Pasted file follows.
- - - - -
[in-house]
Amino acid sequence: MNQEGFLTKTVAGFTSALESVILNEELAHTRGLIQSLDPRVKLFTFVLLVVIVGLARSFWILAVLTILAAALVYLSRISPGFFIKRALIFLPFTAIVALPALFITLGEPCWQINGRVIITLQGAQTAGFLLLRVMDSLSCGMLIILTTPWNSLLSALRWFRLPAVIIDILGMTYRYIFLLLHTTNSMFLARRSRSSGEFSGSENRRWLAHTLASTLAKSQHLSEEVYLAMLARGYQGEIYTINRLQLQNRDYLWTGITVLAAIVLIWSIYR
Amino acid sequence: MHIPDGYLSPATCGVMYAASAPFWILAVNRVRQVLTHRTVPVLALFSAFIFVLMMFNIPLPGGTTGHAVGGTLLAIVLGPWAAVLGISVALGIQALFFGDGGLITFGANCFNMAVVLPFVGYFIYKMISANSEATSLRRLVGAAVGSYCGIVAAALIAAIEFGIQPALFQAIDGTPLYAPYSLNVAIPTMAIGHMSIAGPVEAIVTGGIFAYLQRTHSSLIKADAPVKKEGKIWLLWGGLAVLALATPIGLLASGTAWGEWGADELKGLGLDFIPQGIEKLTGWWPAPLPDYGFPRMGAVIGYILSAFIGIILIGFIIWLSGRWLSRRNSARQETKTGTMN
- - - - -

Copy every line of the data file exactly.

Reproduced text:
[in-house]
Amino acid sequence: MNQEGFLTKTVAGFTSALESVILNEELAHTRGLIQSLDPRVKLFTFVLLVVIVGLARSFWILAVLTILAAALVYLSRISPGFFIKRALIFLPFTAIVALPALFITLGEPCWQINGRVIITLQGAQTAGFLLLRVMDSLSCGMLIILTTPWNSLLSALRWFRLPAVIIDILGMTYRYIFLLLHTTNSMFLARRSRSSGEFSGSENRRWLAHTLASTLAKSQHLSEEVYLAMLARGYQGEIYTINRLQLQNRDYLWTGITVLAAIVLIWSIYR
Amino acid sequence: MHIPDGYLSPATCGVMYAASAPFWILAVNRVRQVLTHRTVPVLALFSAFIFVLMMFNIPLPGGTTGHAVGGTLLAIVLGPWAAVLGISVALGIQALFFGDGGLITFGANCFNMAVVLPFVGYFIYKMISANSEATSLRRLVGAAVGSYCGIVAAALIAAIEFGIQPALFQAIDGTPLYAPYSLNVAIPTMAIGHMSIAGPVEAIVTGGIFAYLQRTHSSLIKADAPVKKEGKIWLLWGGLAVLALATPIGLLASGTAWGEWGADELKGLGLDFIPQGIEKLTGWWPAPLPDYGFPRMGAVIGYILSAFIGIILIGFIIWLSGRWLSRRNSARQETKTGTMN